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The Honeymoon Phase has Worn Off!

The Honeymoon Phase has Worn Off!

It's November, and the semester only has a few weeks left outside of the holidays. Small groups took an insane amount of work to get going, and they SHOULD be fine to run on their own for a few more weeks. You recruited some phenomenal leaders to help you, and you ask how things could go wrong with great people?

Then you get the phone call. It turns out one of your groups met once all semester, or they’ve been going to Burger King every week without talking about the Bible. How could this happen? To borrow a line from Obi-Wan Kenobi in Star Wars, “YOU WERE THE CHOSEN ONE.” What happens when the veil is lifted off of our Small Group Leaders?

This phrasing, "Honeymoon Phase" is used to describe the eye-opening experience of reality, hitting us square in the face. Often used when discussing relationships, we've all experienced the moment in life where things weren't as happy-go-lucky as we imagined. For some of you, the situation we opened with happened this week; for others, it may have come at another point in your ministry. Either way, we want to help you deal with this reality: the honeymoon phase has worn off of small groups, and ministry must go on.

We want to give you three helpful mindsets to embrace when working with your small group leaders.


Checkups vs. Micro-Managing

Micro-managing is a buzzword of annoyance in work environments. I don't know many people who would opt-into being micro-managed if given a choice. Your volunteers and small group leaders likely land in this camp, as well. The question arises, how do we have great groups without micro-managing?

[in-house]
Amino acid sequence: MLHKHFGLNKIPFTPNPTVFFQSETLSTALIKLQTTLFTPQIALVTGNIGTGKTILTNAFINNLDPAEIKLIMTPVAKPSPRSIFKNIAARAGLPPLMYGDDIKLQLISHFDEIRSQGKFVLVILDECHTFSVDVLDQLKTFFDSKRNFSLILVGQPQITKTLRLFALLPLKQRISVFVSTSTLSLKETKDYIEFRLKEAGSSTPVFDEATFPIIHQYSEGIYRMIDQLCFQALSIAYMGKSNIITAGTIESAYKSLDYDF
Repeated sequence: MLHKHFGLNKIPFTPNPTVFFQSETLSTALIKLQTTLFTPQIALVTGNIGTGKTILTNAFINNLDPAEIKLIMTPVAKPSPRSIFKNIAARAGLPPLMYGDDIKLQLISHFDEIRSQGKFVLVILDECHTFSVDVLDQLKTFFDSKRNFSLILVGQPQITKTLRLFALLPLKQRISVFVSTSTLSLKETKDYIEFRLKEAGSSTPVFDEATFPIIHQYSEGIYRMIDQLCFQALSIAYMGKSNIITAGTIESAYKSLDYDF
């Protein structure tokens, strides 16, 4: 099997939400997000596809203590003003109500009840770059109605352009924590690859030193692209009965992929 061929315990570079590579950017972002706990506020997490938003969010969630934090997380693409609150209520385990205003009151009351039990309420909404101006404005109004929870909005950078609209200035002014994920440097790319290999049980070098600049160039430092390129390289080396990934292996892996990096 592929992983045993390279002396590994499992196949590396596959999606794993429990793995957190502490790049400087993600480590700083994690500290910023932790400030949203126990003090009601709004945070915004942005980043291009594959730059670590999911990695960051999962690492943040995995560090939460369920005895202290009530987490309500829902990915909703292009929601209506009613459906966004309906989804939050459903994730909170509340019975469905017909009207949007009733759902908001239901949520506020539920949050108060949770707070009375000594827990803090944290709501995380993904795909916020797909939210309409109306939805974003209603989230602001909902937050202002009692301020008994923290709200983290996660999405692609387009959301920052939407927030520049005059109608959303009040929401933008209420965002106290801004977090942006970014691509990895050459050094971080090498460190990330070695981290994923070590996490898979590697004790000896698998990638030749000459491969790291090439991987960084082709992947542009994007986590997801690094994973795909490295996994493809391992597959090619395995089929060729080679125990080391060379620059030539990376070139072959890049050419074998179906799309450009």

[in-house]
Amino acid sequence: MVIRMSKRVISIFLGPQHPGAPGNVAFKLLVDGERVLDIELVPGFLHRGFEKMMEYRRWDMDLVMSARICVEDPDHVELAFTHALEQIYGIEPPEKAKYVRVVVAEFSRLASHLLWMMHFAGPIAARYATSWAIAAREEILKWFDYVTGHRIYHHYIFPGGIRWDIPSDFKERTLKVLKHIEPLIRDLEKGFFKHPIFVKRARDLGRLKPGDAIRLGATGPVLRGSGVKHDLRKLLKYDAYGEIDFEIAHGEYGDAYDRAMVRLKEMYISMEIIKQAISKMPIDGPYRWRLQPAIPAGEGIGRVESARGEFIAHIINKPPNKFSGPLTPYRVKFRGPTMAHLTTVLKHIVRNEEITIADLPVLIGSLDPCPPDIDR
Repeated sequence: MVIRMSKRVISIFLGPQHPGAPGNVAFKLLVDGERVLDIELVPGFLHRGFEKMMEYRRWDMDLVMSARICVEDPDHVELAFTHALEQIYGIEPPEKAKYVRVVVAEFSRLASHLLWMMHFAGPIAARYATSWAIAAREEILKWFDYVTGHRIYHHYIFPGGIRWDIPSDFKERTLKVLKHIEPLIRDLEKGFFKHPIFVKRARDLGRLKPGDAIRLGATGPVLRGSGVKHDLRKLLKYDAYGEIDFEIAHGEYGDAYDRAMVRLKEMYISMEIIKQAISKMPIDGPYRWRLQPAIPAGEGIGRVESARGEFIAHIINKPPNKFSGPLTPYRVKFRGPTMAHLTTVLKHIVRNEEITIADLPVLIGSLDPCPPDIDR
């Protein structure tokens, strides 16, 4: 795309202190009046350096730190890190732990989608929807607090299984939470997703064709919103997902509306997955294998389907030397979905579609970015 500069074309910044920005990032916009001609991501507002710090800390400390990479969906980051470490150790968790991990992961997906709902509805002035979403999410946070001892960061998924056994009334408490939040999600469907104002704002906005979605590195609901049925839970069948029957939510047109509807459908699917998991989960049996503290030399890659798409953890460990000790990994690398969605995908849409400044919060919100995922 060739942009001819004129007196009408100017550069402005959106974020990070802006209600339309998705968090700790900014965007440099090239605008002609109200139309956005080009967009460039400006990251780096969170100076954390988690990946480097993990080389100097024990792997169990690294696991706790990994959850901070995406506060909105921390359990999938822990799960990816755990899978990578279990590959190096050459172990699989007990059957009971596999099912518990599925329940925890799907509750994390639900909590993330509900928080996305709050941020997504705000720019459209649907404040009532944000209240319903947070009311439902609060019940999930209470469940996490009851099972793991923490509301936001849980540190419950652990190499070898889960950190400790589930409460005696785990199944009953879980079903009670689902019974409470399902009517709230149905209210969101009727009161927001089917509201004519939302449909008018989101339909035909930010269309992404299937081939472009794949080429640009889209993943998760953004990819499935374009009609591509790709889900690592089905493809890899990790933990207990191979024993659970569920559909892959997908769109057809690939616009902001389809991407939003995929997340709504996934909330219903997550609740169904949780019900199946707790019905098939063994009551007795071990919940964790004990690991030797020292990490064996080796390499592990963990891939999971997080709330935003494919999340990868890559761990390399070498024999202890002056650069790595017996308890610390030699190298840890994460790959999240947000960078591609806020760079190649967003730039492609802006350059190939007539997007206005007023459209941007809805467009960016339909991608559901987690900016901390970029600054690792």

First reminder, they are volunteers. Volunteers with great intentions still need assistance. Some of you reading this may be volunteers in the lead youth worker position. We hope this article is helpful to you! Remember, you want to empower your leaders. Checking up on leaders gives you confidence to know they are doing the right thing or gain insight into what is going wrong. We should embrace James 1:19 at all points in our ministry, but especially with our small group leaders.

When you checkup on a small group leader, the message you want to send is reminding them of their importance. You are not trying to puff them up into vain individuals. Showing leaders their importance makes them more invested in investing.